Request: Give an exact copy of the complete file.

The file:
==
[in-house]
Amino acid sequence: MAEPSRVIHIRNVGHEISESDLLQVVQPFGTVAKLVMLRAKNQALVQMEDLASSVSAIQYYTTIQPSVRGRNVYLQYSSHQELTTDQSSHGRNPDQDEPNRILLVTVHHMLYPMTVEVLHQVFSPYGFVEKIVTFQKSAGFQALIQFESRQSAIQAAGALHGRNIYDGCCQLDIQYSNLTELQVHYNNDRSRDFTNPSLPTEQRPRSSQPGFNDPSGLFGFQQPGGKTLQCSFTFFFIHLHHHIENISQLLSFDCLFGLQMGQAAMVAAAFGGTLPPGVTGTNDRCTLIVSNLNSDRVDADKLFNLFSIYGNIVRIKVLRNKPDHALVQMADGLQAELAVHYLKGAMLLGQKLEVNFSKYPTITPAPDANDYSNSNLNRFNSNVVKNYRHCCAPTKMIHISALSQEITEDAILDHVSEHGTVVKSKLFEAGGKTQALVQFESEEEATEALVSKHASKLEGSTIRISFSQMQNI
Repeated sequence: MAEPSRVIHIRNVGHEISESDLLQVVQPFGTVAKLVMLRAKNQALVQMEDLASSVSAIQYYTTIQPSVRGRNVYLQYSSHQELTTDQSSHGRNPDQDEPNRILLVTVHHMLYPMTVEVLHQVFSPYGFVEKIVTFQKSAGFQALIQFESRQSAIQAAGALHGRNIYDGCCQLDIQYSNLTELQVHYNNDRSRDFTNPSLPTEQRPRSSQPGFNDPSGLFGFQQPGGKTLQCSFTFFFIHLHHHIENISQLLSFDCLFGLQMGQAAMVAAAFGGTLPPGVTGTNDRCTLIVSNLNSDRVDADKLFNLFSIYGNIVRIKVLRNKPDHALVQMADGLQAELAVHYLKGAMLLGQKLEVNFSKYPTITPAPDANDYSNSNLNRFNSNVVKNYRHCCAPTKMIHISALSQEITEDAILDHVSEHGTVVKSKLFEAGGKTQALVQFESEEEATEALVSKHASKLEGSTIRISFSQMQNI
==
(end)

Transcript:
[in-house]
Amino acid sequence: MAEPSRVIHIRNVGHEISESDLLQVVQPFGTVAKLVMLRAKNQALVQMEDLASSVSAIQYYTTIQPSVRGRNVYLQYSSHQELTTDQSSHGRNPDQDEPNRILLVTVHHMLYPMTVEVLHQVFSPYGFVEKIVTFQKSAGFQALIQFESRQSAIQAAGALHGRNIYDGCCQLDIQYSNLTELQVHYNNDRSRDFTNPSLPTEQRPRSSQPGFNDPSGLFGFQQPGGKTLQCSFTFFFIHLHHHIENISQLLSFDCLFGLQMGQAAMVAAAFGGTLPPGVTGTNDRCTLIVSNLNSDRVDADKLFNLFSIYGNIVRIKVLRNKPDHALVQMADGLQAELAVHYLKGAMLLGQKLEVNFSKYPTITPAPDANDYSNSNLNRFNSNVVKNYRHCCAPTKMIHISALSQEITEDAILDHVSEHGTVVKSKLFEAGGKTQALVQFESEEEATEALVSKHASKLEGSTIRISFSQMQNI
Repeated sequence: MAEPSRVIHIRNVGHEISESDLLQVVQPFGTVAKLVMLRAKNQALVQMEDLASSVSAIQYYTTIQPSVRGRNVYLQYSSHQELTTDQSSHGRNPDQDEPNRILLVTVHHMLYPMTVEVLHQVFSPYGFVEKIVTFQKSAGFQALIQFESRQSAIQAAGALHGRNIYDGCCQLDIQYSNLTELQVHYNNDRSRDFTNPSLPTEQRPRSSQPGFNDPSGLFGFQQPGGKTLQCSFTFFFIHLHHHIENISQLLSFDCLFGLQMGQAAMVAAAFGGTLPPGVTGTNDRCTLIVSNLNSDRVDADKLFNLFSIYGNIVRIKVLRNKPDHALVQMADGLQAELAVHYLKGAMLLGQKLEVNFSKYPTITPAPDANDYSNSNLNRFNSNVVKNYRHCCAPTKMIHISALSQEITEDAILDHVSEHGTVVKSKLFEAGGKTQALVQFESEEEATEALVSKHASKLEGSTIRISFSQMQNI